- Julian

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Re: Banking industry general approach to overdrafts

#136273

Postby Dod101 » May 2nd, 2018, 12:03 pm

For years I had £10,000 on both my MasterCard and my current account with HSBC Premier. I have no idea why they were that high. Then one month some years back they wrote to me asking if I would be happy if they reduced them both to £5,000 where they now sit. I never use the overdraft but just occasionally I need to watch my limit on my MasterCard, usually paying for an expensive holiday plus a few other bits and pieces. They were obviously having a purge, but I doubt that your bank would come back to you any time soon and I would go for it especially as it is presumably not costing you anything.

Dod

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Re: Banking industry general approach to overdrafts

#136464

Postby stevensfo » May 2nd, 2018, 10:20 pm

They left an unused overdraft limit alone, but reduced the limit on unused credit cards.


Same here. Lloyds TSB reduced my card from 5000 to 1000, probably because I never used it.

My current account overdraft is 5000 and hasn't changed for the last 10 years even though I've used it only a few times, very small sums, and for maybe 2 days.

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Re: Banking industry general approach to overdrafts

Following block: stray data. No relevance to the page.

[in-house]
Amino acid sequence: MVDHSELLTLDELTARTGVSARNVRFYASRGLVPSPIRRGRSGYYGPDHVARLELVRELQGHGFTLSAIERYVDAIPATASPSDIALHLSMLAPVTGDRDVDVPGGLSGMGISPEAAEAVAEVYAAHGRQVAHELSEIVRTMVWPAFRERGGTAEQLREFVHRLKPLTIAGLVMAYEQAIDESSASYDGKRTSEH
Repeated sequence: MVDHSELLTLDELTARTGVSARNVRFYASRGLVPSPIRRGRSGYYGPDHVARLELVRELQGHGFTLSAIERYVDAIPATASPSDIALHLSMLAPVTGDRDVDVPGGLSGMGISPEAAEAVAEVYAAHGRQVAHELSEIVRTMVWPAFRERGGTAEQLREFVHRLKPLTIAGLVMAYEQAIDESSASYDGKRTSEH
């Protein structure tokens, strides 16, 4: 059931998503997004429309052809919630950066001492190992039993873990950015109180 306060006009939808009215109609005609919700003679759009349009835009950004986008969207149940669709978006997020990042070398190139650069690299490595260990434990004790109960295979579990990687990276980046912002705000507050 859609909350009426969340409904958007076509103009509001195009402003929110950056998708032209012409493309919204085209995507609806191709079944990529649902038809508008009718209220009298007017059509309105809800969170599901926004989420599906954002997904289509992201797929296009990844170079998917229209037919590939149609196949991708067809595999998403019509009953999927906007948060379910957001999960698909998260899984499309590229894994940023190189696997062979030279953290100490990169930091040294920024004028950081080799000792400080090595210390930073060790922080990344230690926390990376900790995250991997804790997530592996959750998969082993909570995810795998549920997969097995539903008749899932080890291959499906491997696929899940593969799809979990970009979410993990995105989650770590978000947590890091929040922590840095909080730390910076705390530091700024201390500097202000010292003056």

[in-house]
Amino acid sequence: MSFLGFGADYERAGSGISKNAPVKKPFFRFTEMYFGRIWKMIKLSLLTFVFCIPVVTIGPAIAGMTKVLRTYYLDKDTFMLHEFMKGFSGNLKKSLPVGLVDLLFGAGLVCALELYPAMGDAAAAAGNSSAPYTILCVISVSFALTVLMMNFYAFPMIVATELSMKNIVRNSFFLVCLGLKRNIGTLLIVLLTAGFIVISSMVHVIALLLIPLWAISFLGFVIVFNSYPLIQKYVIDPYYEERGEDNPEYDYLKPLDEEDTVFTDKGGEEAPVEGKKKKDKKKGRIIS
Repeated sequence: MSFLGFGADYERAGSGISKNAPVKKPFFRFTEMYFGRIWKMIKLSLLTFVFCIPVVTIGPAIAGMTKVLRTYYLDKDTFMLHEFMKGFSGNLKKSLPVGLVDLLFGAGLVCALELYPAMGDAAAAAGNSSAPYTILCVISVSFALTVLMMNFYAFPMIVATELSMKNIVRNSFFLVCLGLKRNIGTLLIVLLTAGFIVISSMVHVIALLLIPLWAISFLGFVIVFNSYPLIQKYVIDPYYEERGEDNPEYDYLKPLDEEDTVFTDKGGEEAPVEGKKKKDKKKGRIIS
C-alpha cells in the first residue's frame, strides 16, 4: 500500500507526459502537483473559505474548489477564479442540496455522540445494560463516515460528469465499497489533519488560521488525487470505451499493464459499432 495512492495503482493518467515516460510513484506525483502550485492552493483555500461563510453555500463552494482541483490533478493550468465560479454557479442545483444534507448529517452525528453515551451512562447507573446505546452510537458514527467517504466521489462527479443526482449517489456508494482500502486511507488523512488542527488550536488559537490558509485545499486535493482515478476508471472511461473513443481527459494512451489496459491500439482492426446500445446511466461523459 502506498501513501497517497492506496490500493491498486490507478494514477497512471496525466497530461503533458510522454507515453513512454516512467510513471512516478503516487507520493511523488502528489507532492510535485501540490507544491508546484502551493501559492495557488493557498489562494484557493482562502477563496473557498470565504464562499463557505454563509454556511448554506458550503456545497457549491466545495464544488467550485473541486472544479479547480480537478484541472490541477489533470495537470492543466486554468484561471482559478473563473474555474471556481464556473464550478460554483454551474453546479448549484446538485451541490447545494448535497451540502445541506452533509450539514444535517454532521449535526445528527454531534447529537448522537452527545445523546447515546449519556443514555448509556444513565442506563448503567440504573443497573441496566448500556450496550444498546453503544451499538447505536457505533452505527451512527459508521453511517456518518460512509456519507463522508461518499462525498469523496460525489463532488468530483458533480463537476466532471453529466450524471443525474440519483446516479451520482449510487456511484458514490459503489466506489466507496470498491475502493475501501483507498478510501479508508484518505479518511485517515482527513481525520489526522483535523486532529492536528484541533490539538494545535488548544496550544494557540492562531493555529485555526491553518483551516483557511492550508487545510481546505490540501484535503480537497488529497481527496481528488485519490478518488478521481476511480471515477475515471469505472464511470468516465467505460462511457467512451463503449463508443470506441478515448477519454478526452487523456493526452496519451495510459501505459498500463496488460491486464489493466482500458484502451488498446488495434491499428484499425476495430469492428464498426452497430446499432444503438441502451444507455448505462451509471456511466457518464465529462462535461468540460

#136466

Postby Pipsmum » May 2nd, 2018, 10:45 pm

They purged my credit card limits because although I had used them for stoozing long ago, I hadn't used them like that for a long while. The mbna used to have a CL of 24k long ago. Very useful in the long lost days of high interest bank and building society accounts. Nat west have left the 5k overdraft facility alone so far.

Julian
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Re: Banking industry general approach to overdrafts

#136546

Postby Julian » May 3rd, 2018, 11:57 am

Thanks all. It sounds as if credit card limits are the primary focus and I might be OK with a big unused overdraft limit. I'll call and have a full and frank discussion first, I do have an assigned personal manager so that is easier to do, but it looks as if this is something I should finally get round to doing. It's been on my "I should get round to looking at this one day" list for a few years now.

- Julian

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Re: Banking industry general approach to overdrafts

#137136

Postby MikeyWorld » May 5th, 2018, 4:46 pm

For a time I found an offset mortgage useful. It has been fully offset for years, but I've always got the option to draw £50k or so.

If you stick everything on a credit card, you have a month to shuffle the cash about.
Can you not flick the cash across from an account paying better interest - Nationwide / Tesco etc?

Lloyds TSB reduced my card from 5000 to 1000
I recently opened the TSB cashback credit card, the guy said that £4500 is the standard starter limit.